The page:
Boiler Safety

A Veteran Steam Traction Engineer Provides a Solid Program to Ensure Safe Steaming

| January/February 2003

Steam engine operators have always been vigilant about the condition of their boilers and engines. But since the events in Medina, Ohio, in July 2001, issues of boiler safety and operation have taken on increased importance, both within the steam community and outside. Operators want to ensure their equipment is in the safest possible condition, and spectators, perhaps now a bit shier about exposing themselves, want to be assured the equipment they're viewing has been honestly maintained and inspected.

Over 10 years ago Harold Stark, Indianapolis, Ind., put together a 20-point list of safety rules and recommendations and a safety check sheet to help steam operators ensure the continued safe operation of their equipment. Both of these have since been incorporated into the textbook for the Pawnee Steam School operated by the Oklahoma Steam Threshers and Gas Engine Association. Pawnee Steam School dean of students Joe Graziana, Woodriver, Ill., discussed these rules with the chief boiler inspector for Illinois, who is recommending their general adoption by all clubs and shows in Illinois.

Harold has expanded on his original list of safety rules, adding in a section covering contingencies that might arise in the operation of a boiler and how to properly respond in the event any of them do. This last section constitutes a quiz, if you will, a test of your knowledge and ability to spot problems and respond appropriately. Editor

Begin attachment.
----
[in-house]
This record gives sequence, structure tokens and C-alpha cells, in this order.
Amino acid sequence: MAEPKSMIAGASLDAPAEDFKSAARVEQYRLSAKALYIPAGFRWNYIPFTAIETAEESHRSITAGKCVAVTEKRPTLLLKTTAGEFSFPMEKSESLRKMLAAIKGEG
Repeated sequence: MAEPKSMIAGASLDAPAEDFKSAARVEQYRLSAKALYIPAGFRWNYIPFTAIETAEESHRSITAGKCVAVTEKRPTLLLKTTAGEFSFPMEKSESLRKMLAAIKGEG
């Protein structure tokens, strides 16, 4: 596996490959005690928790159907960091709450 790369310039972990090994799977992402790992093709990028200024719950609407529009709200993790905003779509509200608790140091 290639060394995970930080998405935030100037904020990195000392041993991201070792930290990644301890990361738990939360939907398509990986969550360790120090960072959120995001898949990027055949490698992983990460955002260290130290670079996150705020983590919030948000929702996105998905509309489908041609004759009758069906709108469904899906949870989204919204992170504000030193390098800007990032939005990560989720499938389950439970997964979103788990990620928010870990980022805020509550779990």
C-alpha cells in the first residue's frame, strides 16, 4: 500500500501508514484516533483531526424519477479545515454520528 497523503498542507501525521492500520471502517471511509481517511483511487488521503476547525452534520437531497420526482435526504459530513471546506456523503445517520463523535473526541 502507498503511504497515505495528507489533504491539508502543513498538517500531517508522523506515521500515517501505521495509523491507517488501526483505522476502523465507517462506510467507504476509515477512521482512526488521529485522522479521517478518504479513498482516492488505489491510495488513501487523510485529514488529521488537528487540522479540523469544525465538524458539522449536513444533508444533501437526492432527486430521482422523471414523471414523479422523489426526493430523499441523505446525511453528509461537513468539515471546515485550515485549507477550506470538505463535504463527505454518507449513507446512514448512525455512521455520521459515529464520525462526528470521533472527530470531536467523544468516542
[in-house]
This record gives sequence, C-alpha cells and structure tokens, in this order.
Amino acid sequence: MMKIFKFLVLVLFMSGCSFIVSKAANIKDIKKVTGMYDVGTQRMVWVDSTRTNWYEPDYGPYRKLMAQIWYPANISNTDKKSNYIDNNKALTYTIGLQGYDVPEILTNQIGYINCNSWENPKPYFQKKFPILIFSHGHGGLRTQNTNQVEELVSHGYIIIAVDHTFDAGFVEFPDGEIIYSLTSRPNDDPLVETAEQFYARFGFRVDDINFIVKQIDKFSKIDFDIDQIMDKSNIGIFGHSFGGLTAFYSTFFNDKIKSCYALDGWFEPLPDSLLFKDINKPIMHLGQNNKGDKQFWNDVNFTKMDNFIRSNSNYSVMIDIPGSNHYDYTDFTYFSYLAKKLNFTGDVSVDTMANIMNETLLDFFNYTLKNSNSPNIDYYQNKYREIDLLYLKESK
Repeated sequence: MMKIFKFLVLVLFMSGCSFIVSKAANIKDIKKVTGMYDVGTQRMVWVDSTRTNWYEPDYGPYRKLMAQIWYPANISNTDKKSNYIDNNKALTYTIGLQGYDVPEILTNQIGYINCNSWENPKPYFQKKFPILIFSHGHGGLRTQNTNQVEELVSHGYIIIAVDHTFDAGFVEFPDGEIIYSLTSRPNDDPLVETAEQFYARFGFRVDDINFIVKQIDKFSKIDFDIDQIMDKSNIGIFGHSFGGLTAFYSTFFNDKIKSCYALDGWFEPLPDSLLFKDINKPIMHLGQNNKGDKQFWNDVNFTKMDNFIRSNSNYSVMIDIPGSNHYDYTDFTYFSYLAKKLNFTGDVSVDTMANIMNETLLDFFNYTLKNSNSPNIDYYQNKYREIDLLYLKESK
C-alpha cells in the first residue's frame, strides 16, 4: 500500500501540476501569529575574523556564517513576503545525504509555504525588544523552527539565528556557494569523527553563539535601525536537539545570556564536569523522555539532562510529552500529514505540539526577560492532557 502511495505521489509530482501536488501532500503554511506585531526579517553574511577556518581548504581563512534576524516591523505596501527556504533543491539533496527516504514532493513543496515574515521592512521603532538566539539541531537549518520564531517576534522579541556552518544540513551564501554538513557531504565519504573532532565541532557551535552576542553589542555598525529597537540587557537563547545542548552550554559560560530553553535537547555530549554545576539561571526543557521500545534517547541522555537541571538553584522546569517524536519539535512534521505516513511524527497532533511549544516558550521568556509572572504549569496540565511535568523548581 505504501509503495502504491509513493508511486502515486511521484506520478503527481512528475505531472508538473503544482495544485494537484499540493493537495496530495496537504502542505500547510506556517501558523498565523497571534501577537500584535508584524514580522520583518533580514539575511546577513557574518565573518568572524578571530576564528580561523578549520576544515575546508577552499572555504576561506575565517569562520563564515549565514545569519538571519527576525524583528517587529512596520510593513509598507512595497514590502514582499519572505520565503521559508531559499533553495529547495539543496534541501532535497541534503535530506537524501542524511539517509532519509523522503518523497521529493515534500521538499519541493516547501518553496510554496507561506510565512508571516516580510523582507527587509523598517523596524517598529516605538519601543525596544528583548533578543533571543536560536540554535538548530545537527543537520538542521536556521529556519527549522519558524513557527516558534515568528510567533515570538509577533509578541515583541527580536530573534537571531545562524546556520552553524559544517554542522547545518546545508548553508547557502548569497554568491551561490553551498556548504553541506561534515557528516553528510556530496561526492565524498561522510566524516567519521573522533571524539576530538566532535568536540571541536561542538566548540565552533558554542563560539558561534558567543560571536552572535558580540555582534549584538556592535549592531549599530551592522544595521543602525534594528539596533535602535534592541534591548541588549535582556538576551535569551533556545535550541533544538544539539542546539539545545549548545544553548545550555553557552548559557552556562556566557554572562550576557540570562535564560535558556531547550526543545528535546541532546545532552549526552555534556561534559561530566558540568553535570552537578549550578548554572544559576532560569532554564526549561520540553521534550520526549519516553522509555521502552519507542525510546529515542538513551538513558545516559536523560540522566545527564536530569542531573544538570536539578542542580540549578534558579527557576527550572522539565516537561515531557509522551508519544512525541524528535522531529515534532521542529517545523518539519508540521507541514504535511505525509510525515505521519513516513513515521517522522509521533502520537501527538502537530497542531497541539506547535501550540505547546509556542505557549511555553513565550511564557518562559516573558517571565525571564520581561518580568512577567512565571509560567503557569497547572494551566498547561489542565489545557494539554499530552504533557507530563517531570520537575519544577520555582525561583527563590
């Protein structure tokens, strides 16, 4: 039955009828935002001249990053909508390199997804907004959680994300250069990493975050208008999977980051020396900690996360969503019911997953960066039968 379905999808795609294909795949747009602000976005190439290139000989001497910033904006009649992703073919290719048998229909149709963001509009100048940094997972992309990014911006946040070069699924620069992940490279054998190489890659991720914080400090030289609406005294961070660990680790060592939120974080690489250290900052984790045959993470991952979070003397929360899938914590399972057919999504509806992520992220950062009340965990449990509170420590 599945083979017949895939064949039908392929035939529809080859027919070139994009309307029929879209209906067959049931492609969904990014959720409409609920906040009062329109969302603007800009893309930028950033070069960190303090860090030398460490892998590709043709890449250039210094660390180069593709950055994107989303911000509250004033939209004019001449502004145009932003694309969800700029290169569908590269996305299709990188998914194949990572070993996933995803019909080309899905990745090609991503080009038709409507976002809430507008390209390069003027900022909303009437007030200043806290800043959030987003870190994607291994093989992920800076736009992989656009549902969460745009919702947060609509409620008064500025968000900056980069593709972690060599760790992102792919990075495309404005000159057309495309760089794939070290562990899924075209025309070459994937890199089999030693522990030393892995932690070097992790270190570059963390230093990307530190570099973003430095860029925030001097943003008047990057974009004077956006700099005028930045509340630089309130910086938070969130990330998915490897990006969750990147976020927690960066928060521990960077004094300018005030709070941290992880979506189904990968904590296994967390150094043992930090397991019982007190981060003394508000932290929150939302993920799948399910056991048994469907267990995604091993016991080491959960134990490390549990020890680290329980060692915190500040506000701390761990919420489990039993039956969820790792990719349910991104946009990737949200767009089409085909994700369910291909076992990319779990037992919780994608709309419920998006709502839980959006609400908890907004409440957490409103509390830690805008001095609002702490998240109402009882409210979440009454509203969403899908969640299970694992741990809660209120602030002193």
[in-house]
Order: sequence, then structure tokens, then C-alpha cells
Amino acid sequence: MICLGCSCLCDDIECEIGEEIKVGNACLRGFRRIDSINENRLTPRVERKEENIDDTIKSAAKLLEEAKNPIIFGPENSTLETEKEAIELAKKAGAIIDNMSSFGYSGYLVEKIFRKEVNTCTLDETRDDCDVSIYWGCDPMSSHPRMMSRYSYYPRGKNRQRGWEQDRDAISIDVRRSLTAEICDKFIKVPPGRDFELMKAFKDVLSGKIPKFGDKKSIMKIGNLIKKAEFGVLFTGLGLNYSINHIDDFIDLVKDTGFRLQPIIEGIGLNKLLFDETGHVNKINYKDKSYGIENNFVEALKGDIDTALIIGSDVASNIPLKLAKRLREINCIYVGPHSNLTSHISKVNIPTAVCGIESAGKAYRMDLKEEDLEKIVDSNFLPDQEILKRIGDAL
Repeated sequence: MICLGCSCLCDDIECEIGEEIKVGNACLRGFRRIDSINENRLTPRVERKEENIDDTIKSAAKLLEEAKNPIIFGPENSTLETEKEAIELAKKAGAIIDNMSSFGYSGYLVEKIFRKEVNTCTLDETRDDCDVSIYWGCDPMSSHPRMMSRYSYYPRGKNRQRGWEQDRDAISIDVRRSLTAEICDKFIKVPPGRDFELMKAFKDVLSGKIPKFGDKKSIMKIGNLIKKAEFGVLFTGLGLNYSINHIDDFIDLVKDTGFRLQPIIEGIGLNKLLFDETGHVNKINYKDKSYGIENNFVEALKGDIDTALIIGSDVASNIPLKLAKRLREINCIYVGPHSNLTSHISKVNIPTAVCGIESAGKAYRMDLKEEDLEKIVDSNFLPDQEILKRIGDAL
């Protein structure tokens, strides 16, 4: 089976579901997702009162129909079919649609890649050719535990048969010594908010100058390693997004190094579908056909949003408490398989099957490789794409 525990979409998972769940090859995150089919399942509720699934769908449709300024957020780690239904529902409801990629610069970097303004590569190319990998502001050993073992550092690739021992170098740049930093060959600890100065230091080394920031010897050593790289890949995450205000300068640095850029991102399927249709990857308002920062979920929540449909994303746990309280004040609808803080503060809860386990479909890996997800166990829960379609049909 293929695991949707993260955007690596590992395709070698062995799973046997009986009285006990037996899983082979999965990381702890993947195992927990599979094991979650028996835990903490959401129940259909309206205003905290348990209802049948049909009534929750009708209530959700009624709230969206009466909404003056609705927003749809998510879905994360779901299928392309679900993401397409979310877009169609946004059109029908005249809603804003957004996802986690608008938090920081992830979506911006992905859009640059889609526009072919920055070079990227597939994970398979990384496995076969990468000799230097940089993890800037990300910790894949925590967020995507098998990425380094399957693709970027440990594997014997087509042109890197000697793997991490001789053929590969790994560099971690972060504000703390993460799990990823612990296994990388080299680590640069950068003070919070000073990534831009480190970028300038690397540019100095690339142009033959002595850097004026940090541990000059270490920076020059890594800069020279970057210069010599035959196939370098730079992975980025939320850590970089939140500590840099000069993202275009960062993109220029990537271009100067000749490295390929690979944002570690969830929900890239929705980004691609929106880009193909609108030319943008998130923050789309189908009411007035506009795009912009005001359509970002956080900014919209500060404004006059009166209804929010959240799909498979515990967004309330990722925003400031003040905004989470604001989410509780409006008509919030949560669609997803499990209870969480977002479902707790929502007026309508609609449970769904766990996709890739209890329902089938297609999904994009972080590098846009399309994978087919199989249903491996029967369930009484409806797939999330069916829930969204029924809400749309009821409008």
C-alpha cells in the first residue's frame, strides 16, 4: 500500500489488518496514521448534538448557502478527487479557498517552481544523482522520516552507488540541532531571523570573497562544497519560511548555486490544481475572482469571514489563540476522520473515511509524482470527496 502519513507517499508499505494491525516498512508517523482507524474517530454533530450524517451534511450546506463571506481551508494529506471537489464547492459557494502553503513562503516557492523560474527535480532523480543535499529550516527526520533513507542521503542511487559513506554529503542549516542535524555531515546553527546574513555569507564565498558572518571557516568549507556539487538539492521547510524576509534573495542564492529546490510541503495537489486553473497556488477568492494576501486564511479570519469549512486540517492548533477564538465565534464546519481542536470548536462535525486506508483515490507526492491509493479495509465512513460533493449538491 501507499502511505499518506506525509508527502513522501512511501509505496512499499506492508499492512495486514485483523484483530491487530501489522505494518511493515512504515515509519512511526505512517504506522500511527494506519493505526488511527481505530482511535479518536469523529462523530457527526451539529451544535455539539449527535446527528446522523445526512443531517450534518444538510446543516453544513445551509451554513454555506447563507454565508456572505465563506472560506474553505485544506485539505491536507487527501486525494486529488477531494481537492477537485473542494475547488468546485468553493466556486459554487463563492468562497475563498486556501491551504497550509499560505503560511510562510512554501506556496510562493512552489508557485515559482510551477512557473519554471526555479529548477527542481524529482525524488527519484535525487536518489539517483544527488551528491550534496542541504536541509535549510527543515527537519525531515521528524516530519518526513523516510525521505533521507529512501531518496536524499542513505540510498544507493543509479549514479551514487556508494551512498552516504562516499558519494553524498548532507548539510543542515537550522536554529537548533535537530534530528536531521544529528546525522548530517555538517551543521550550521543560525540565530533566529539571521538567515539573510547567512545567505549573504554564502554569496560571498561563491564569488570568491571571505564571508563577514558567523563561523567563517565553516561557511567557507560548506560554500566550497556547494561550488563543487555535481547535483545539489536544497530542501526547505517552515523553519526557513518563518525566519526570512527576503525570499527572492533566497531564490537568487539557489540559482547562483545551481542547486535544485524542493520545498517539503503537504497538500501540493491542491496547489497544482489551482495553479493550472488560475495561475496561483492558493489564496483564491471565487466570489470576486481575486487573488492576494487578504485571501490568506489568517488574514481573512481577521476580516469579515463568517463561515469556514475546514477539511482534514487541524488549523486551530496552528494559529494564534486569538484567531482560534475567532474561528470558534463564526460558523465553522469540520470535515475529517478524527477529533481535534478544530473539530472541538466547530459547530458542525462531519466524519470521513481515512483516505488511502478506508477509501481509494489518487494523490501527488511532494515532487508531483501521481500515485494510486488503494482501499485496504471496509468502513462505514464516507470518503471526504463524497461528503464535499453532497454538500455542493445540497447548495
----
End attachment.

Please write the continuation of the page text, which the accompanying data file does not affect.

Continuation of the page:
Boiler Grooving

Since the events of Medina, I have been looking closely at boiler grooving, a condition I fear many operators may not have enough experience to recognize, and one I believe to be the most dangerous condition a boiler can have. I have many years experience with both steam traction engines and locomotive boilers, and much of my concern with grooving stems from situations experienced with locomotive boilers. Grooving in boilers was a major concern in the railroad industry in its formative years, and all railroads operating in the U.S. had their own safety and inspection rules. In 1911, the National Boiler Board and the ASME code were put into effect, drawing from these same railroad practices.

Kent Mechanical Engineers Handbook, 1895-1910, contains information on boiler inspections carried out by Hartford Fire Insurance Co. in 1893. Titled Steam Boilers as Magazines of Explosive Energy, a section detailing the Hartford inspections presents calculations showing the stored energy in hot water and steam in various types of boilers.

Looking at a plain tubular boiler of the form and dimensions adopted as a standard by the Hartford Steam Boiler Insurance Co., the article says such a boiler is 60 inches in diameter, contains 66 3-inch tubes and is 15 feet long. It has 850 square feet of heating area and 30 square feet of grate area. It is rated at 60 HP but is oftener driven up to 75 HP. It weighs 9,500 pounds and contains nearly its own weight in water, but it contains only 21 pounds of steam when under a pressure of 75 psi, which is below its safe allowance. It stores energy of 52,000,000 foot-pounds, of which all but 4 percent is steam. The handbook says this is enough to drive the boiler about one mile into the air, with an initial velocity of 600 feet-per-second.


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